RUMBLINGS, October 1930
RUMBLINGS By BOANERGE,S.”
ALTHOUGH to the ordinary citizen there may be seasons of the year when certain overhauls should be undertaken on a motor car, to the man who is really trying to get the best out of his model there is no close season. If the motor is getting tired it must be dealt with at once if not sooner. The fact that some people prefer to do it sooner may explain why the results are not always very clever, as you can’t mend something which is already O.K.—However, what is of more immediate concern is the fact that motors do get tired for a variety of reasons apart from such simple routine matters as carbon deposit, etc.
One of the commonest causes of that mysterious falling off of revs is worn valve seatings, and this is specially common in sports car engines for two good reasons. One is that no keen owner will continue to run an engine in which the compression is not absolutely up to scratch, and as a result the valves are frequently being reground ; and another is that with modern camshafts and the consequently strong valve springs they require, give the valve seatings a most uncomfortable time, and result in a sort of masked valve, without a camshaft to match it. The falling off in power due to the restricted valve opening is far greater than people realise, especially as it happens so gradually that it is often far gone before being really noticed. I was forcibly reminded of this during a recent visit to Baritnar’s works, where Mr. Brett showed me a formidable array of cylinder blocks and heads from all types of engines, which had come in to be rejuvenated in this particular department. These included a fair number on which repairs had already been attempted by the use of “false ” seats, and although various methods of fixing these have been tried by many firms, they are not satisfactory, and I ‘gaw several cases where the seats had come loose or shifted and so completely upset everything. Some
others had caused the head to crack in the vicinity owing to insufficient metal being left round the seat.
The method used by Barimars for repairing worn seats is to build up, by welding to the original shape, and then machining the seat again. In all the examples I saw of this method, the job was absolutely indistinguishable from new, and certainly seems the obvious method of doing it—that is providing that there is sufficient welding experience behind the firm doing it. The job certainly requires great skill and it would be a very foolish course to try and save money by letting anyone who had not the great experience of a firm like Barimars behind them to attempt such a job.
Another advantage of this method is that the building up is done with a harder grade of iron than can be used for manufacturing cylinders and heads, and therefore the rebuilt seatings should have a longer life than the originals. I would willingly have spent a whole day in looking round at the various welding processes going on, such as building up cams and other worn parts, and of course, repairing crank-cases.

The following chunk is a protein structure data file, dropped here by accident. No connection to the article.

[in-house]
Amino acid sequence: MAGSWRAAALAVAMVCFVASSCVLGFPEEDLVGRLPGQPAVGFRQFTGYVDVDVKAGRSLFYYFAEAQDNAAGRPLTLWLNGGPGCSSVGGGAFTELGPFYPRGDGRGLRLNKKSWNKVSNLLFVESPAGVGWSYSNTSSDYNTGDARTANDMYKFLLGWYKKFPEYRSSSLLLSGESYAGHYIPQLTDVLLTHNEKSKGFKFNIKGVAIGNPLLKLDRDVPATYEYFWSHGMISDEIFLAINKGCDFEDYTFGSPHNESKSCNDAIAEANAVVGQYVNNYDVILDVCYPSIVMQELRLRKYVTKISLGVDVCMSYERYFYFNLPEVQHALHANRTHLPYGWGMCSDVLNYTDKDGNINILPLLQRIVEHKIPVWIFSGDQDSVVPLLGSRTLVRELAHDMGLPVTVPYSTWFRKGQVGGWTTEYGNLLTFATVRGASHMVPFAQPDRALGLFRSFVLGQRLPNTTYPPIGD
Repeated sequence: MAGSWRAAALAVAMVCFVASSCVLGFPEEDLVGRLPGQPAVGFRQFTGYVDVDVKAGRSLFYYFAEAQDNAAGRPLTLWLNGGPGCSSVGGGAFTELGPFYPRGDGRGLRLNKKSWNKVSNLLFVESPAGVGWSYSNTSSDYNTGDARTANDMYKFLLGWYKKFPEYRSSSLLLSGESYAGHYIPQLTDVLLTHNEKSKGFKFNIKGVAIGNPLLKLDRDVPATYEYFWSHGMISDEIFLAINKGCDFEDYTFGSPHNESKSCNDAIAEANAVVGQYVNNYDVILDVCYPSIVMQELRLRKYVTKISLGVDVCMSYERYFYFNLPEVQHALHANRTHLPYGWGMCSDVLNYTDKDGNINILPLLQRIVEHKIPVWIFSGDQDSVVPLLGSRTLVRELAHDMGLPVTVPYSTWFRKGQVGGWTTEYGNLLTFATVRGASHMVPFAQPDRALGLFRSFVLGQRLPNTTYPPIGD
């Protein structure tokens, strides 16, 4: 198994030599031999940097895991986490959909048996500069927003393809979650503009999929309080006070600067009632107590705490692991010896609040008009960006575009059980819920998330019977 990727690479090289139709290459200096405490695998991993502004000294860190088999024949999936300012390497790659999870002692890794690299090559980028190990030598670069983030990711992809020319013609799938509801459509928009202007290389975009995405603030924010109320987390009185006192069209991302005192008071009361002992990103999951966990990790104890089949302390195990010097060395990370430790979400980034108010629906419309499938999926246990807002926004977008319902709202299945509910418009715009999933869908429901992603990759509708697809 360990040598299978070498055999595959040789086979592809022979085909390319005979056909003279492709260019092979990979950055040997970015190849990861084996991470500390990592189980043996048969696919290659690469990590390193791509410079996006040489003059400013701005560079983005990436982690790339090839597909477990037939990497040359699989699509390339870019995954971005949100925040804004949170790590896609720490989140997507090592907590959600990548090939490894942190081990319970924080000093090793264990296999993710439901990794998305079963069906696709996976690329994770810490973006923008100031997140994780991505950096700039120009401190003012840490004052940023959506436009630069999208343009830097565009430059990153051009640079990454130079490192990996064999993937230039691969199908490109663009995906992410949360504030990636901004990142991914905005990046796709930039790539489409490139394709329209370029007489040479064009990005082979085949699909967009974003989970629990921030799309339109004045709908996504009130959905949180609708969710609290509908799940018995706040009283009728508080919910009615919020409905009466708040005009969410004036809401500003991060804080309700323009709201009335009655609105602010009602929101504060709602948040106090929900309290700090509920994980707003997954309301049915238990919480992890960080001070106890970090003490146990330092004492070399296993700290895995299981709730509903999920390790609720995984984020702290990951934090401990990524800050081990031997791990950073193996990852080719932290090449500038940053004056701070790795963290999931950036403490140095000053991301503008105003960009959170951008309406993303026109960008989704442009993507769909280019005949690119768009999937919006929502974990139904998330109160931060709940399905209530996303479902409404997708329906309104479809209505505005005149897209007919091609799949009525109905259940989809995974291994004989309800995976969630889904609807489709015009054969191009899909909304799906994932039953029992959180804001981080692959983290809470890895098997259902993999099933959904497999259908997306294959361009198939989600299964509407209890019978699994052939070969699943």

Lack of space forbids further description of these, but the question of valve seatings is of such importance that I cannot refrain from drawing attention to it.
Shelsley Again. The attraction of Shelsley was again proved on Saturday, 13th of last month, when no one seemed to think that it was far to go from London, judging by the host of spectators which hailed from the south. At the last minute I found myself landed temporarily without a motorcar to get there, so something had to be done quickly. I mean, one couldn’t not go to Shelsley (why can’t you learn to speak English ?En. Well you know what I mean— Bon.) Anyway the solution of the trouble was found to be a phone call to Aldington of Frazer-Nash’s, and could he lend me a motor car ? He
was very sorry, but the ..,only spare vehicle was a works hack which he explained (a) had not been down for 16,000 miles, (b) had some totally unsuitable carburettors and simply would not go at all, and I must not imagine for a moment that a FrazerNash was really as bad as that, etc., however, if I had nothing else, I was welcome to take it,—and who could say fairer than that ? Well, after about 500 miles in that car I can only say, that if that is Aldington’s idea of a tired motor, some other sports car makers had better pull their socks up and start tuning.
I started late, as usual, and arrived in time — most unusual — and in spite of perfectly beastly weather the whole time, put up a higher average than I have ever done over this particular route. Actually Aldington was right, the car was slower than is the habit of this breed, but knowing something of its recent past, the wonder is that it had survived at all.
The only other vehicle which showed that the performance was at all under par, was another FrazerNash which just, and only just, managed to leave us behind. What a joy to have a car that will hold its tune to that extent after thousands of miles of blinding, and still reel off 300 miles as an incident in the day’s work, without the least sign of protest.
The way it sits the road and corners is a positive joy, and I couldn’t help being amused at Aldington’s prayers not to say anything about its performance, as it wouldn’t be fair ! However, MOTOR SPORT is due for a road test of one of the latest Frazer-Nash’s, as soon as one can be withheld from a customer long enough to be used as a demonstrator. At present he is finding that all his motors are sold before they are built, a very happy state of affairs for him, but rather disappointing for those who haven’t vet had a Frazer Nash and want to hear all about it. But, when the new works are in full swing we may be more fortunate.